By Sabrina Bartels – On Easter, I found out that my beloved Debate and Forensics coach, Sharon Sharko, unexpectedly passed away. As the news quickly circulated around Facebook, her friends, colleagues, and former students all began sharing their favorite memories. I couldn’t shake the idea of blogging about a teacher who had such an influence on my high school career, so if it is okay with readers here, I’m going to dedicate this blog post to Sharko.
We never called her Ms. Sharko. Okay, maybe I did the very first time I met her, but stopped after that. She was always just “Sharko.” It took away the formality that usually exists between teachers and students. That lack of formality led to Sharko creating close relationships with all of her students. We were able to walk into her office at any time, before, during, or after school, and we would be greeted with a smile and a witty comment. She would offer all kinds of advice for us as well, from what college would be best, to how to ask someone to prom. She was a wealth of knowledge on so many different things.
She also had a knack for knowing people. When I first joined her debate team, Sharko decided to pair me up with a quiet girl named Linsey. Linsey and I were debate partners for only a year, but we still talk to this day. In fact, she was a bridesmaid at my wedding. The next year, Sharko paired me up with a boy named Ken, who knew more about politics and government than I ever cared to learn. Somehow, our personalities meshed and we really clicked as debate partners. These two people that I believed had nothing in common with me have ended up being my lifelong friends. I am forever thankful to have them in my life. In fact, a lot of my core group of friends from high school were from the Debate and Forensics Team!
Sharko’s knowledge of who I was (even when I maybe didn’t know) extended to my forensics career. She placed me in a category called “Public Address,” which involves a speaker writing a speech around a controversial issue. Under Sharko’s guidance, I began to blossom as a public speaker. I learned how to use hand gestures and subtle movements to emphasize my points. I learned how to project and how to inflect emotion in my voice. A category that I had started out hating soon became my passion. I would go on to be conference champion my sophomore and senior years, and take home two silvers and a gold in state competitions.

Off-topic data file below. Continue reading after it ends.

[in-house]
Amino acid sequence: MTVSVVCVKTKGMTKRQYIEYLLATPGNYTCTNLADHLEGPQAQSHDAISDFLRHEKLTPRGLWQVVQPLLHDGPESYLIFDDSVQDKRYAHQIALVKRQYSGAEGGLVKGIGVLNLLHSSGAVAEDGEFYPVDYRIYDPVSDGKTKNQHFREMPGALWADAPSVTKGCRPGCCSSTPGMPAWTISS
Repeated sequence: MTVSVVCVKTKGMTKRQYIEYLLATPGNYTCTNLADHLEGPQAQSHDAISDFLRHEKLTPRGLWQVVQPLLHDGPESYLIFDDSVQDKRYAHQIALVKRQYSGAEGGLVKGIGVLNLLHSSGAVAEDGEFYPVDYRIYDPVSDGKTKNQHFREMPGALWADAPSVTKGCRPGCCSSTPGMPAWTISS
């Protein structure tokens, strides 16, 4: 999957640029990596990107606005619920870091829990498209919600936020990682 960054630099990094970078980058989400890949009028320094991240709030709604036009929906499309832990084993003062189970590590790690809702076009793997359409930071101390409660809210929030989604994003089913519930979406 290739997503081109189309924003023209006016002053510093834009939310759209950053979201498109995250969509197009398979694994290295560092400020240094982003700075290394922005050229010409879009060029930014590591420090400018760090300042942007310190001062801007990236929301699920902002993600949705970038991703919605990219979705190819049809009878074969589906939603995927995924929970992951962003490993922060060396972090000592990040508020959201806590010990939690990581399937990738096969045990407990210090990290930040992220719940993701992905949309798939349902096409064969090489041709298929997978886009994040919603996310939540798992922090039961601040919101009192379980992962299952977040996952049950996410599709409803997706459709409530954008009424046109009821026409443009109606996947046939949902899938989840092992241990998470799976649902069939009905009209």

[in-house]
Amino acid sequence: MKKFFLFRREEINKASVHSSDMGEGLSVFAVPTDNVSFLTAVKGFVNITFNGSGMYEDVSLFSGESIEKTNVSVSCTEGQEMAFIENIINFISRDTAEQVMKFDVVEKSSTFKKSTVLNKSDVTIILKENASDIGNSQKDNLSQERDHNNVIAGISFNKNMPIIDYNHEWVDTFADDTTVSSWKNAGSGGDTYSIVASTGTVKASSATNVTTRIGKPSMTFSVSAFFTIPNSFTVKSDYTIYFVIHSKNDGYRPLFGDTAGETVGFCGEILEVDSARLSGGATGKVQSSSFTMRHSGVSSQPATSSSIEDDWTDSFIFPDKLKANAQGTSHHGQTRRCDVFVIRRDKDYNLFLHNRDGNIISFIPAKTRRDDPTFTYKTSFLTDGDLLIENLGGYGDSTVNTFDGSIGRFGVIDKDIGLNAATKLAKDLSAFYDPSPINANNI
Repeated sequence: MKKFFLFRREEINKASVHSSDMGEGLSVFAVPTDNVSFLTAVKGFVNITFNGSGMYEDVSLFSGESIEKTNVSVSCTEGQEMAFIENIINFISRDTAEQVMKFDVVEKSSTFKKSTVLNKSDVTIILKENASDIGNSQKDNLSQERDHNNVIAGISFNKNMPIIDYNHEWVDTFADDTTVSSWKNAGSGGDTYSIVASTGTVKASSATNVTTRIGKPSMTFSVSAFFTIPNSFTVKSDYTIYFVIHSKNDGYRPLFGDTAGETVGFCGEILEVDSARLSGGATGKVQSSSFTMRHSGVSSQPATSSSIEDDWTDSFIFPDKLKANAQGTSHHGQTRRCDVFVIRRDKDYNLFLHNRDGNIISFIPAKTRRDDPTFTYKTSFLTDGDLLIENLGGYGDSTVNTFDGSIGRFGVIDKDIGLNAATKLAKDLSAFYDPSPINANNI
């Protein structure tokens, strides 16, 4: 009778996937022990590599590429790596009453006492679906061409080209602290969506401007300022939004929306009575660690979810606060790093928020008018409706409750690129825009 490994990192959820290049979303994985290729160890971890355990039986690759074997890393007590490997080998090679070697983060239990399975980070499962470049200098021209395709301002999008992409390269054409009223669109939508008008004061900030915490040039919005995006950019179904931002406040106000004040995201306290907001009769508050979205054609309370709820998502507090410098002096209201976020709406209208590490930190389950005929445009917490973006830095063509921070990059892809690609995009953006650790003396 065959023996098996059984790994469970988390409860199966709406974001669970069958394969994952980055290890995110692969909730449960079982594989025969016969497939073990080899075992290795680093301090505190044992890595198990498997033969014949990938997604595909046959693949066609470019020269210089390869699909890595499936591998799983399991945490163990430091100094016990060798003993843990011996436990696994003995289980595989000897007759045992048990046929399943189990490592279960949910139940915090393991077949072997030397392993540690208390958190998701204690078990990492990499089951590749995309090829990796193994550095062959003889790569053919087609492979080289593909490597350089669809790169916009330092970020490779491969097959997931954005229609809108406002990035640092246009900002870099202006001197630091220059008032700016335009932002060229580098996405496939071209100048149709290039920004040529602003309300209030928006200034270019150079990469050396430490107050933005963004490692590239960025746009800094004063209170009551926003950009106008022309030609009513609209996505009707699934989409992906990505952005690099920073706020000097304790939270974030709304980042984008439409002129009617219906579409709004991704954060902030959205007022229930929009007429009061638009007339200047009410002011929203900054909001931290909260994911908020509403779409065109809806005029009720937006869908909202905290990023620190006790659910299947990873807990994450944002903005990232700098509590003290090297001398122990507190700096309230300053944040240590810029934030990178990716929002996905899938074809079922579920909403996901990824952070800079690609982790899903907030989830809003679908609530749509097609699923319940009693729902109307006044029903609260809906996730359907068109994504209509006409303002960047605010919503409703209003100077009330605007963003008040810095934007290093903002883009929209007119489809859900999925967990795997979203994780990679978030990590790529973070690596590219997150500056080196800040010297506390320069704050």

One of my favorite memories with Sharko revolved around the first forensics meet of my senior year. I had been procrastinating (as usual) with writing my speech. The day before the meet, Sharko had asked if I wanted to practice my speech. I had to admit that I hadn’t written it yet. I remember she rolled her eyes at me (she was used to me waiting until the last minute for everything; she had, after all, had me in her AP Politics class and witnessed me crank out five-page papers two hours before class.). “Make sure you have one tomorrow,” she reminded me as I left for the day.
I went home, watched some TV, listened to music, finished my homework, and around midnight, decided it was a good time to start my speech. I wrote an 8-minute speech in an hour and practiced it twice. Okay, to be honest, I read it once to my mom that night, and once to my dad in the car as we drove to the meet.